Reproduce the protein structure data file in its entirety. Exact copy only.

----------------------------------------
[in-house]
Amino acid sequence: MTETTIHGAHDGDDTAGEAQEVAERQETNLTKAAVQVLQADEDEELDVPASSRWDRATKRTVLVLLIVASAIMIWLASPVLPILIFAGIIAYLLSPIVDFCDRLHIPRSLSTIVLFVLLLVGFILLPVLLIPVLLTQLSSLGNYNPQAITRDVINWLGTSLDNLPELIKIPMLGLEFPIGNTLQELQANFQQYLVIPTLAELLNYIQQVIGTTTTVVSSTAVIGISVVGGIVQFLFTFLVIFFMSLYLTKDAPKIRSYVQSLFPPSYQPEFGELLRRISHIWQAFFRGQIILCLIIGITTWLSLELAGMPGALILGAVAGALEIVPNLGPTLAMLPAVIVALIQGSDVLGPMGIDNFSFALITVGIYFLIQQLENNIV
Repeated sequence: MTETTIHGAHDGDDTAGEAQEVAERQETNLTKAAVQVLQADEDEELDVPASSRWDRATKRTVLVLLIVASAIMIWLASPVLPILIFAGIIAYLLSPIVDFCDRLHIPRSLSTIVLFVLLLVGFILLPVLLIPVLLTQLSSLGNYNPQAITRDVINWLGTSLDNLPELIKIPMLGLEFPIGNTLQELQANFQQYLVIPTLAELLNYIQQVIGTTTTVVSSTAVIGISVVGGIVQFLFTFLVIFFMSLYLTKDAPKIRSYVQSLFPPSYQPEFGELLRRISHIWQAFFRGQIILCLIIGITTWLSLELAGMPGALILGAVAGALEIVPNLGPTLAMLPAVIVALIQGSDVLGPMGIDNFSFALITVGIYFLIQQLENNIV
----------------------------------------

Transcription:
[in-house]
Amino acid sequence: MTETTIHGAHDGDDTAGEAQEVAERQETNLTKAAVQVLQADEDEELDVPASSRWDRATKRTVLVLLIVASAIMIWLASPVLPILIFAGIIAYLLSPIVDFCDRLHIPRSLSTIVLFVLLLVGFILLPVLLIPVLLTQLSSLGNYNPQAITRDVINWLGTSLDNLPELIKIPMLGLEFPIGNTLQELQANFQQYLVIPTLAELLNYIQQVIGTTTTVVSSTAVIGISVVGGIVQFLFTFLVIFFMSLYLTKDAPKIRSYVQSLFPPSYQPEFGELLRRISHIWQAFFRGQIILCLIIGITTWLSLELAGMPGALILGAVAGALEIVPNLGPTLAMLPAVIVALIQGSDVLGPMGIDNFSFALITVGIYFLIQQLENNIV
Repeated sequence: MTETTIHGAHDGDDTAGEAQEVAERQETNLTKAAVQVLQADEDEELDVPASSRWDRATKRTVLVLLIVASAIMIWLASPVLPILIFAGIIAYLLSPIVDFCDRLHIPRSLSTIVLFVLLLVGFILLPVLLIPVLLTQLSSLGNYNPQAITRDVINWLGTSLDNLPELIKIPMLGLEFPIGNTLQELQANFQQYLVIPTLAELLNYIQQVIGTTTTVVSSTAVIGISVVGGIVQFLFTFLVIFFMSLYLTKDAPKIRSYVQSLFPPSYQPEFGELLRRISHIWQAFFRGQIILCLIIGITTWLSLELAGMPGALILGAVAGALEIVPNLGPTLAMLPAVIVALIQGSDVLGPMGIDNFSFALITVGIYFLIQQLENNIV